The Nursing and Midwifery Council (2014) is developing its revalidation process and, while it has not referred explicitly to reflective practice or clinical supervision, it does say nurses must show that they have used feedback to review and improve the way they work - although it does not suggest how this might be achieved (NMC, 2014).
We received funding for this project under an NHS Education for Scotland initiative to support the use of the NES Effective Practitioner site (www.effectivepractitioner.nes.scot.nhs.uk). This has enabled project team members and ward staff to access and review a range of online resources that could be used to support practitioners to reflect and develop in their roles, and has funded folders and posters to provide further information for staff.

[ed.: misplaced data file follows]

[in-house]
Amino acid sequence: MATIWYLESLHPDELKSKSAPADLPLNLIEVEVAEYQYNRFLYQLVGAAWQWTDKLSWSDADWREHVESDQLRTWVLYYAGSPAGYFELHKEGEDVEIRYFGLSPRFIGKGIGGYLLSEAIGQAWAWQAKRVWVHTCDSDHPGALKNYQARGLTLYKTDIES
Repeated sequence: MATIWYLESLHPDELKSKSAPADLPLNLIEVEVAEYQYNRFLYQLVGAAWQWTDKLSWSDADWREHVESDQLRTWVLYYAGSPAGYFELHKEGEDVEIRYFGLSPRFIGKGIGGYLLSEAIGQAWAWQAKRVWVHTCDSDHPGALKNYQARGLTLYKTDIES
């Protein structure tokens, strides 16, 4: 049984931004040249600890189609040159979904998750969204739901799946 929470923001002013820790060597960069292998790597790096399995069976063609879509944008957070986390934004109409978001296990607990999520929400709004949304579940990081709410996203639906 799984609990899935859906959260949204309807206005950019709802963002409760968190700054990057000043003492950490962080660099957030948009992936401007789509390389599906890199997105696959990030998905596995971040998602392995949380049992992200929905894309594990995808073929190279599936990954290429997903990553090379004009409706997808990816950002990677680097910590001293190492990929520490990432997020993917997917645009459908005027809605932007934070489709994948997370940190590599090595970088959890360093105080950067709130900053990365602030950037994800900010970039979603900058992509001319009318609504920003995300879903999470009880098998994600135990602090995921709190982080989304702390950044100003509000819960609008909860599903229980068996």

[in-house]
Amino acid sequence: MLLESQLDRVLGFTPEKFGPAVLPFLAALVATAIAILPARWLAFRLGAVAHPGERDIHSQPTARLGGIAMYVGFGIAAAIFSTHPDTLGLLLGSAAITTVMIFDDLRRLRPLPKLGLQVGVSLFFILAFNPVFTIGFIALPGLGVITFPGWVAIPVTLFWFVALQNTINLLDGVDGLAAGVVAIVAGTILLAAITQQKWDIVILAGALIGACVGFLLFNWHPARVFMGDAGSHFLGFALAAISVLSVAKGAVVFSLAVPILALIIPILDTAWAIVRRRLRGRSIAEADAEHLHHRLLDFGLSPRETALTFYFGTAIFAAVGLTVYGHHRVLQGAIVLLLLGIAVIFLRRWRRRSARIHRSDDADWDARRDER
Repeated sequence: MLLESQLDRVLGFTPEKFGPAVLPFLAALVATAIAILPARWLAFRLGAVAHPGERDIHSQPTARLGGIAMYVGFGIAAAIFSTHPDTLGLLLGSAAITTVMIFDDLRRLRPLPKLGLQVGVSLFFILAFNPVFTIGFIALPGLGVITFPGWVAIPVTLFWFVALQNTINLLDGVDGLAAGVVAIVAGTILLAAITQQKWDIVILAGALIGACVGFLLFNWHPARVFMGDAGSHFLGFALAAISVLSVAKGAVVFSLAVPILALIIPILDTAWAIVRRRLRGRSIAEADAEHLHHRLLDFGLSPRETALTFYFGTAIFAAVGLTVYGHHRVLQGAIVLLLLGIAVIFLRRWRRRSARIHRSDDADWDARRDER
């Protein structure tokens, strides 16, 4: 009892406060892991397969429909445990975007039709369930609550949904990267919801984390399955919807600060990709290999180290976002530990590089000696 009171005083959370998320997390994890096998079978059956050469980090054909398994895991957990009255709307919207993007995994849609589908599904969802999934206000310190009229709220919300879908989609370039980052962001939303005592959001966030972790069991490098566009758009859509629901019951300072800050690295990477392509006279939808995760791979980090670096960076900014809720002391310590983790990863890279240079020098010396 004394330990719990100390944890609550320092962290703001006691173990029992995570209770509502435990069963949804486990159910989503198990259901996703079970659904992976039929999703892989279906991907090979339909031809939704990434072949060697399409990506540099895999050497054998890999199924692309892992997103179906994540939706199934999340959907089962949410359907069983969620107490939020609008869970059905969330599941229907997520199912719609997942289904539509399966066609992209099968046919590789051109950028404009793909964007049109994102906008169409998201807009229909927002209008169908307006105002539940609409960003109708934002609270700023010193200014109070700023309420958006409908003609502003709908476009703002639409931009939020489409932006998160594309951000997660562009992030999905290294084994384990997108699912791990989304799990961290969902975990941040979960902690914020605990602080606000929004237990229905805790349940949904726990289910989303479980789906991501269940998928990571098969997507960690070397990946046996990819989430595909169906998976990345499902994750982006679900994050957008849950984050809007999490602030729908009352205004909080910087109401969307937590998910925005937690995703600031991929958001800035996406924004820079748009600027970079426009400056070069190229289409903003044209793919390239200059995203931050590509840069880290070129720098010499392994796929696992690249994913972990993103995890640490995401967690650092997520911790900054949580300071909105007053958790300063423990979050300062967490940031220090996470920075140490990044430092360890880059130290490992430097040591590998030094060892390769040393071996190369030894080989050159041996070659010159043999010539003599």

Although the literature discussed above is only a small proportion of the evidence base, we decided that it justified supporting staff to engage in reflective practice, and to find an approach that could be used on an acute ward.
The acuity and busy nature of the area meant it was important that the approach was realistic in that it could be done during the working day. It was also important for it to be sustainable over time to ensure it did not fall by the wayside, and that the resulting approach was replicable and pertinent so it could be disseminated.
We hoped the team involved in the pilot would work and develop together and that a reflective culture where staff were accustomed to reflecting daily and a culture where everyone felt valued and listened to would evolve.